Children and TV: Limiting your child's screen time

Children and TV often go hand in hand. Understand the effects of too much screen time — and how to enforce reasonable limits. By Mayo Clinic Staff

Are you concerned about how much time your child spends watching TV or movies, playing with a smartphone or computer, or enjoying video games?

Although some screen time can be educational, it's easy to go overboard. Consider this guide to children and TV, including what you can do to keep your child's screen time in check.

The effects of too much screen time

The American Academy of Pediatrics discourages media use by children younger than age 2 and recommends limiting older children's screen time to no more than one or two hours a day. Too much screen time has been linked to:

  • Obesity. The more TV your child watches, the greater his or her risk is of becoming overweight. Having a TV in a child's bedroom also increases this risk. Children can also develop an appetite for junk food promoted in TV ads, as well as overeat while watching TV.
  • Irregular sleep. The more TV children watch, the more likely they are to have trouble falling asleep or to have an irregular sleep schedule. Sleep loss, in turn, can lead to fatigue and increased snacking.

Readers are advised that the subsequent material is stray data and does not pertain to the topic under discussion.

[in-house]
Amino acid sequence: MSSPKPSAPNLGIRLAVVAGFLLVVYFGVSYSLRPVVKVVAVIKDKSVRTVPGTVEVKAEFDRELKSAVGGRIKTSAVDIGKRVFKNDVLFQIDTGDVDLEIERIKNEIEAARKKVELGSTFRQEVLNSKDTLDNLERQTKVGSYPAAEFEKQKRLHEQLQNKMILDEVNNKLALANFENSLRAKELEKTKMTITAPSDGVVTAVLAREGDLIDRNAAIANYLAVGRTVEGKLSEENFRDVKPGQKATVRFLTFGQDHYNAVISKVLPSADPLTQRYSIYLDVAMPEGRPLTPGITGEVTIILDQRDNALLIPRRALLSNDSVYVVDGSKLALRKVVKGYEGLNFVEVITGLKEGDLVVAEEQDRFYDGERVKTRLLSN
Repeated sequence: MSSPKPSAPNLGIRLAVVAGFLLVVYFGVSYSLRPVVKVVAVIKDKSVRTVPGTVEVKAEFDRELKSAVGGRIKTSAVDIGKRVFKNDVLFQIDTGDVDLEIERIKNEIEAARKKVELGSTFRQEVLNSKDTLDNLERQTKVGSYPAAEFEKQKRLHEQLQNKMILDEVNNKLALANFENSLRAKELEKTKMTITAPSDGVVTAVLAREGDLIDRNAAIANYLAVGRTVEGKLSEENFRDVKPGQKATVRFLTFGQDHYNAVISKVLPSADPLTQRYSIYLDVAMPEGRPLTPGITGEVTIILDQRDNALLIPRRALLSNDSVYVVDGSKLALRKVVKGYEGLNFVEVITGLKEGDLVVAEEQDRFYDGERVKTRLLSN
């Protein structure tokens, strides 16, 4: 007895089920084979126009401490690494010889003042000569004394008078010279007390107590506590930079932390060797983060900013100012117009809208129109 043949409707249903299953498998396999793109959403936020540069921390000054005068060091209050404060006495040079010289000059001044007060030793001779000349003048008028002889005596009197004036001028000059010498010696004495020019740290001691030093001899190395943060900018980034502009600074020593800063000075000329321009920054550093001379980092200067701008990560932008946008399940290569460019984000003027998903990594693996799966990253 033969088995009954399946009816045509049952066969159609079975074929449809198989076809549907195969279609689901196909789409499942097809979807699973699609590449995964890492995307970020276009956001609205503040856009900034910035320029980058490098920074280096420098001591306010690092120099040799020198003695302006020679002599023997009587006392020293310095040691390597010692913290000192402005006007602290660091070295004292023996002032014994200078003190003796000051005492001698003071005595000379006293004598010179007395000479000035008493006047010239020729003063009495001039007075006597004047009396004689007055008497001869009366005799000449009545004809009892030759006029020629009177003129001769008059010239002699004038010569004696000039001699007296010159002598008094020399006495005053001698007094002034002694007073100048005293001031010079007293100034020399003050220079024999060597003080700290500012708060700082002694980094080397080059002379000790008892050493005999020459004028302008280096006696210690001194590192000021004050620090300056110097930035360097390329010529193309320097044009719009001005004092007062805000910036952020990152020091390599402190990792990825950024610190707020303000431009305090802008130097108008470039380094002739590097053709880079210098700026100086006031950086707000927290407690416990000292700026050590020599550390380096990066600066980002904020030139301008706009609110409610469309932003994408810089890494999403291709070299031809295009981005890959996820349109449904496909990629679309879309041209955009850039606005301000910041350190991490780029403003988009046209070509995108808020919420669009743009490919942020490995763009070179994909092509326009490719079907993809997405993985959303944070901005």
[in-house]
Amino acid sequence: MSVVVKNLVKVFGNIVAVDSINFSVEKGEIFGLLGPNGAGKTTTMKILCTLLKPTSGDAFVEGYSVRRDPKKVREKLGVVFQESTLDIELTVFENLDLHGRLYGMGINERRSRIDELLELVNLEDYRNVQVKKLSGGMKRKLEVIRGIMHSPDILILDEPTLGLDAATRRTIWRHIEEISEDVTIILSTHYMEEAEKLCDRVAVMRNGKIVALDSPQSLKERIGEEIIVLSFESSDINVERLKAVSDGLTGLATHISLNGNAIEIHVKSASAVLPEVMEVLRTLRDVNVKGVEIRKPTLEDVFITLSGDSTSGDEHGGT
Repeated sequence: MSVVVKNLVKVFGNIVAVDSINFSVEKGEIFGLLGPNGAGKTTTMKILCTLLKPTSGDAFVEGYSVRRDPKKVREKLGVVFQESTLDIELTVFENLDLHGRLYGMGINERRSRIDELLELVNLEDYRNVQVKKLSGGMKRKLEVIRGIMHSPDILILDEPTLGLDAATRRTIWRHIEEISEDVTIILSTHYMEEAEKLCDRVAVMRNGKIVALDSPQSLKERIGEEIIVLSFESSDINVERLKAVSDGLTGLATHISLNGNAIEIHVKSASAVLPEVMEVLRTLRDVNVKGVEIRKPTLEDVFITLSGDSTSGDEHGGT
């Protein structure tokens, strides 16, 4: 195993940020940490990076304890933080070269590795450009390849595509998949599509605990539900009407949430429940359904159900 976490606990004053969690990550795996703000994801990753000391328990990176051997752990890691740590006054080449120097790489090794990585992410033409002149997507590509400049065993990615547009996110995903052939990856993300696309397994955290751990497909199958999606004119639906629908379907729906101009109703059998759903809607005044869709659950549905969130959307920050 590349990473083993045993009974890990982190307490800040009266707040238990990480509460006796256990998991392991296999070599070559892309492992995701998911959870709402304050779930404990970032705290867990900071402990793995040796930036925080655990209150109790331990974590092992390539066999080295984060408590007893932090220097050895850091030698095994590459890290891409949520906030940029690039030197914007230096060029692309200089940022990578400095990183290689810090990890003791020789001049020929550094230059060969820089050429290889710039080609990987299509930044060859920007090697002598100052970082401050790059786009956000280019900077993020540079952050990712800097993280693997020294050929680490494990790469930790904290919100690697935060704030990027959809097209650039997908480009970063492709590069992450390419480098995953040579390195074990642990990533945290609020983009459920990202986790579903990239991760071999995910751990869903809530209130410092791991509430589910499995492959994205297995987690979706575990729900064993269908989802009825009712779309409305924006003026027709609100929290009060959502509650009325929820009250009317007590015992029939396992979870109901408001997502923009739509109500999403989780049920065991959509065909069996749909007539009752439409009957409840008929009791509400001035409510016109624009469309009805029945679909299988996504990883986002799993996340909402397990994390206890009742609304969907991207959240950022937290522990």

• Behavioral problems. Elementary students who spend more than two hours a day watching TV or using a computer are more likely to have emotional, social and attention problems. Exposure to video games is also linked with an increased risk of attention problems in children. Watching excessive amounts of TV at age 4 is linked with bullying at ages 6 through 11.
  • Impaired academic performance. Elementary students who have TVs in their bedrooms tend to perform worse on tests than do those who don't have TVs in their bedrooms.
  • Violence. Too much exposure to violence through media — especially on TV — can desensitize children to violence. As a result, children might learn to accept violent behavior as a normal way to solve problems.
  • Less time for play. Excessive screen time leaves less time for active, creative play.
Aug. 16, 2013 See more In-depth